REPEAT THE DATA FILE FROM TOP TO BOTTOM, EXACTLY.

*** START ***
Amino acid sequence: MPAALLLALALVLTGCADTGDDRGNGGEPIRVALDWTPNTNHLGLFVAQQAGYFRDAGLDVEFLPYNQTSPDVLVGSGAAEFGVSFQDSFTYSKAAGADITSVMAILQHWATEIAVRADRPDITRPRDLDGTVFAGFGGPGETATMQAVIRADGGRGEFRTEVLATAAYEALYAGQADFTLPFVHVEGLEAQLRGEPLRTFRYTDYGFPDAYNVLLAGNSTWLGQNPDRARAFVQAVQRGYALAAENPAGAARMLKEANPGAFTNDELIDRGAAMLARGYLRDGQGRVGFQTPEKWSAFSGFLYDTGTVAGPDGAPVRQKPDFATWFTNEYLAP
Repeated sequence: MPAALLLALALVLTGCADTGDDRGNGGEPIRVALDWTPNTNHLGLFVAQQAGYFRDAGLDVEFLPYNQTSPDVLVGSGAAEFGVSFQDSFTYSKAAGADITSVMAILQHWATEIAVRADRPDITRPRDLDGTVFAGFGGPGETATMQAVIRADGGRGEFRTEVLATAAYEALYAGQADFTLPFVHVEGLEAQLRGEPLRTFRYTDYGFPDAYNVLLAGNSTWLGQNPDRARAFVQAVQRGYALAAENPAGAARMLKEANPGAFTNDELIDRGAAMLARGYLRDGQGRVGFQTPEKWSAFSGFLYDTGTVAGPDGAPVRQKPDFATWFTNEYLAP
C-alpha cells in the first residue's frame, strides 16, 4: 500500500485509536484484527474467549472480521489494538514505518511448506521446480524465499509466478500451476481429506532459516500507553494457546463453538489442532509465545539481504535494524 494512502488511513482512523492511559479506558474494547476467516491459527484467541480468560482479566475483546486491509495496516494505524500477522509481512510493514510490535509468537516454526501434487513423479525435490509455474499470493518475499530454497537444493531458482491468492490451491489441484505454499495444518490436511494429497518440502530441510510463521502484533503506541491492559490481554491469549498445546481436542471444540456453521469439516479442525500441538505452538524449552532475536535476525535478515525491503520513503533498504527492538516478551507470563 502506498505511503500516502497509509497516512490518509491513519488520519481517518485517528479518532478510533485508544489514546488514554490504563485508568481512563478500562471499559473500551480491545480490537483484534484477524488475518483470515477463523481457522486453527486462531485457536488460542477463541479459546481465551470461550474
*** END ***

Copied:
Amino acid sequence: MPAALLLALALVLTGCADTGDDRGNGGEPIRVALDWTPNTNHLGLFVAQQAGYFRDAGLDVEFLPYNQTSPDVLVGSGAAEFGVSFQDSFTYSKAAGADITSVMAILQHWATEIAVRADRPDITRPRDLDGTVFAGFGGPGETATMQAVIRADGGRGEFRTEVLATAAYEALYAGQADFTLPFVHVEGLEAQLRGEPLRTFRYTDYGFPDAYNVLLAGNSTWLGQNPDRARAFVQAVQRGYALAAENPAGAARMLKEANPGAFTNDELIDRGAAMLARGYLRDGQGRVGFQTPEKWSAFSGFLYDTGTVAGPDGAPVRQKPDFATWFTNEYLAP
Repeated sequence: MPAALLLALALVLTGCADTGDDRGNGGEPIRVALDWTPNTNHLGLFVAQQAGYFRDAGLDVEFLPYNQTSPDVLVGSGAAEFGVSFQDSFTYSKAAGADITSVMAILQHWATEIAVRADRPDITRPRDLDGTVFAGFGGPGETATMQAVIRADGGRGEFRTEVLATAAYEALYAGQADFTLPFVHVEGLEAQLRGEPLRTFRYTDYGFPDAYNVLLAGNSTWLGQNPDRARAFVQAVQRGYALAAENPAGAARMLKEANPGAFTNDELIDRGAAMLARGYLRDGQGRVGFQTPEKWSAFSGFLYDTGTVAGPDGAPVRQKPDFATWFTNEYLAP
C-alpha cells in the first residue's frame, strides 16, 4: 500500500485509536484484527474467549472480521489494538514505518511448506521446480524465499509466478500451476481429506532459516500507553494457546463453538489442532509465545539481504535494524 494512502488511513482512523492511559479506558474494547476467516491459527484467541480468560482479566475483546486491509495496516494505524500477522509481512510493514510490535509468537516454526501434487513423479525435490509455474499470493518475499530454497537444493531458482491468492490451491489441484505454499495444518490436511494429497518440502530441510510463521502484533503506541491492559490481554491469549498445546481436542471444540456453521469439516479442525500441538505452538524449552532475536535476525535478515525491503520513503533498504527492538516478551507470563 502506498505511503500516502497509509497516512490518509491513519488520519481517518485517528479518532478510533485508544489514546488514554490504563485508568481512563478500562471499559473500551480491545480490537483484534484477524488475518483470515477463523481457522486453527486462531485457536488460542477463541479459546481465551470461550474